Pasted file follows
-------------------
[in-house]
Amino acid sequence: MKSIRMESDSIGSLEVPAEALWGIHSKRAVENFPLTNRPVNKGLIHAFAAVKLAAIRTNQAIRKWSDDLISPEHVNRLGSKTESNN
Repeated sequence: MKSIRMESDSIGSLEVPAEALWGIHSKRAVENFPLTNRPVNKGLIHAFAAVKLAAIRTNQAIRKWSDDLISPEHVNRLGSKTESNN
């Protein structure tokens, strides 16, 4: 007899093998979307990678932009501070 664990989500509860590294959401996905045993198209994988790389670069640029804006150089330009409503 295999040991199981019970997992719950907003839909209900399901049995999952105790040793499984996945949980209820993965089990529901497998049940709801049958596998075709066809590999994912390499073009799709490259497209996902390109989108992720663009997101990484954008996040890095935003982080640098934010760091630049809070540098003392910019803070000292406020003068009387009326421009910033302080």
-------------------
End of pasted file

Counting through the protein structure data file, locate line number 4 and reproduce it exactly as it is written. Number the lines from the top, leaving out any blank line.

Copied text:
């Protein structure tokens, strides 16, 4: 007899093998979307990678932009501070 664990989500509860590294959401996905045993198209994988790389670069640029804006150089330009409503 295999040991199981019970997992719950907003839909209900399901049995999952105790040793499984996945949980209820993965089990529901497998049940709801049958596998075709066809590999994912390499073009799709490259497209996902390109989108992720663009997101990484954008996040890095935003982080640098934010760091630049809070540098003392910019803070000292406020003068009387009326421009910033302080």